9: Use Small and Slow Solutions — One of the biggest lessons that pregnancy teaches is: patience. It is a time to slow down and honour the hard work that the body is doing in creating a being, not to push ourselves to the limit in order to keep up. We must learn to be gentle with ourselves and to be okay with achieving small things — one thing ticked off the list a day or a slow walk as opposed to the usual long run. This goes for the postpartum period as well, we mustn’t push the body to ‘bounce back’ but should slowly ease back into life, instead, allowing time for healing and recovery. Birth doesn’t need to be rushed to fit new-age expectations, slow and steady will bring your baby into the world.

10: Use and Value Diversity — a wide array of foods during pregnancy will provide you and baby with the nutrients you need, as well as a diverse range of safe herbs and pregnancy exercise to help your body to function and adjust optimally. A diverse toolkit of ‘pain/discomfort management’ options during childbirth will allow you to find the best for you. Reading up on a diverse range of schools of thought around pregnancy and birth will help you to find what resonates best with you, as well as exploring a diverse rage of birth attendant and birth space options. Exposing your child to diversity from a young age will greatly benefit their sense of empathy for other cultures, genders, ages, levels of ability and species. Choose books, music and movies that represent various forms of diversity.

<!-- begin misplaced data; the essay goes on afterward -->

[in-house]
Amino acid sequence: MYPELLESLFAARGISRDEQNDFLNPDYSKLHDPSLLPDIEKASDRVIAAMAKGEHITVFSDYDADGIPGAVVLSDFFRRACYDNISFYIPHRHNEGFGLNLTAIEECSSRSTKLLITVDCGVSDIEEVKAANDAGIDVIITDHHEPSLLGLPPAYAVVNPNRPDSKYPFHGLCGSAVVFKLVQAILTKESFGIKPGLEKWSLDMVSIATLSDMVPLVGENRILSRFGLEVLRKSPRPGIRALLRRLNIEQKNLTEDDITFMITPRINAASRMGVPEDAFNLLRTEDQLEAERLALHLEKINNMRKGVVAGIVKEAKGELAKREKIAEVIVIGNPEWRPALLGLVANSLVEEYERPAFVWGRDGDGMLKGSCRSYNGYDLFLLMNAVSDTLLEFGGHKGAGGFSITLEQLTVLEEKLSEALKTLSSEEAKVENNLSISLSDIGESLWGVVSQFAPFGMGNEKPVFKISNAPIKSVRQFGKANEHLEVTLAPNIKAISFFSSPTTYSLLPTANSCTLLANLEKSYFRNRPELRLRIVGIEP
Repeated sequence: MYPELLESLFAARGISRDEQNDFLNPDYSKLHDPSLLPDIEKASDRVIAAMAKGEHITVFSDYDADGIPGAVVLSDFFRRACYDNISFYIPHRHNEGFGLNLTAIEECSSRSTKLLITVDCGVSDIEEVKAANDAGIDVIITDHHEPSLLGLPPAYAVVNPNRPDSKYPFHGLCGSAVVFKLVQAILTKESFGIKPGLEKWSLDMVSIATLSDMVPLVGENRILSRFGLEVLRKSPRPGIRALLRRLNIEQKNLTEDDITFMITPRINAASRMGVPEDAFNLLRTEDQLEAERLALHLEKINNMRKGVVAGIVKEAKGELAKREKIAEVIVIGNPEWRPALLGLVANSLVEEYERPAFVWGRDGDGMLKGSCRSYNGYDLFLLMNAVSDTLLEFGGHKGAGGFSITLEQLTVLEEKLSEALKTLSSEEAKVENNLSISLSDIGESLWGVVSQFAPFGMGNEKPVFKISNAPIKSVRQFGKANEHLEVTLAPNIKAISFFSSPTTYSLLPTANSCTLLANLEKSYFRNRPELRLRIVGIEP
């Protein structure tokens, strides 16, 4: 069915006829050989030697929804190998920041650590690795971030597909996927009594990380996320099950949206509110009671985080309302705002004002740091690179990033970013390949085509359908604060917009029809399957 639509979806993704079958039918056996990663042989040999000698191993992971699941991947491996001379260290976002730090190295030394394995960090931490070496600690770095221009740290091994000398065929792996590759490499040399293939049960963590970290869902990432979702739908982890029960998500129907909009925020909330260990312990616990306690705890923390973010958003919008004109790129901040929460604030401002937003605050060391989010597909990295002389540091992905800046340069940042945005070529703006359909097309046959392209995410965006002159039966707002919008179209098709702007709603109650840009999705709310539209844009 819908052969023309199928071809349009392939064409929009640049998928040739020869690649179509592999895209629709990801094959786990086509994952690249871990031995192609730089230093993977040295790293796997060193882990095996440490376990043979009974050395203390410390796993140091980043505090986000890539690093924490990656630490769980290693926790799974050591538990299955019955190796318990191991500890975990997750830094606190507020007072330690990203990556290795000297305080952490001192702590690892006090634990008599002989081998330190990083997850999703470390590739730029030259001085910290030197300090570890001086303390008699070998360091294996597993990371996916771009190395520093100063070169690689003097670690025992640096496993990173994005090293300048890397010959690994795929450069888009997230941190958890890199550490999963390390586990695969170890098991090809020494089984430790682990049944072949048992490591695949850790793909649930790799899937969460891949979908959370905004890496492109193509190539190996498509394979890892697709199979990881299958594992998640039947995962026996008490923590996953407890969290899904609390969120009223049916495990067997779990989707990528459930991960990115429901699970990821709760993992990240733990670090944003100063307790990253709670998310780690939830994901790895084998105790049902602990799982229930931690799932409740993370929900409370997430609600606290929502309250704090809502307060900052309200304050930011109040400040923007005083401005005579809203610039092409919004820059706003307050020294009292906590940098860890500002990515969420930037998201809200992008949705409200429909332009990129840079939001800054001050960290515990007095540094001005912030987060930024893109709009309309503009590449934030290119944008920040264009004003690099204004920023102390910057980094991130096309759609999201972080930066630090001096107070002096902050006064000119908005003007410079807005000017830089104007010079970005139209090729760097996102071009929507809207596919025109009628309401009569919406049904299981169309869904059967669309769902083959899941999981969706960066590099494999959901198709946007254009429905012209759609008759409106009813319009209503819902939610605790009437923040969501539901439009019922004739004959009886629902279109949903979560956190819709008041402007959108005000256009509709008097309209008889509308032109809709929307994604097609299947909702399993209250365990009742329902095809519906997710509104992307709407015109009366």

11: Use Edges and Value the Marginal — Value the small wins, the small achievements. You were able to wash the dishes today, that’s great! Tomorrow you may be able to write a report for work, or draw a picture. Slowly ticking things off your list, instead of becoming overwhelmed by the length of it, is how you will eventually get all that you’d like to do done before your birth. Notice small things, are you getting a bit of heartburn now — find your triggers and nip it in the bud before it gets any worse.

Use edges — use the time at the beginning and end of your day wisely. Set the tone for each day with meditation, journaling or affirmations and end each day with a pleasant walk or some quiet time. Cultivating a calm mindset during pregnancy is important for a peaceful birth. The edges could also be those small windows of time where you’re feeling good, energetic and the brain fog has cleared — use those moments well to tackle the more challenging mental tasks or do important research. 

12: Creatively Respond to Change — the main thing that pregnancy brings is change — body changes, hormonal changes, emotional changes, lifestyle and eating changes, physical ability changes, relationship-dynamic changes, priority changes and the entire world shift that a child brings. These can be overwhelming and can get a woman down, however, to learn to flow with the changes and find creative solutions is the most stress-free way to navigate this landscape. For example: being hungry all the time and later having a large belly restricting stomach capacity will mean having to switch to smaller, more frequent meals. Being more tired, stiff and heavy will mean shifting to lower-intensity daily activities and exercise. 

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Our bodies are magical!

Pregnancy is a lot but, a Permaculture mindset makes it all the more manageable.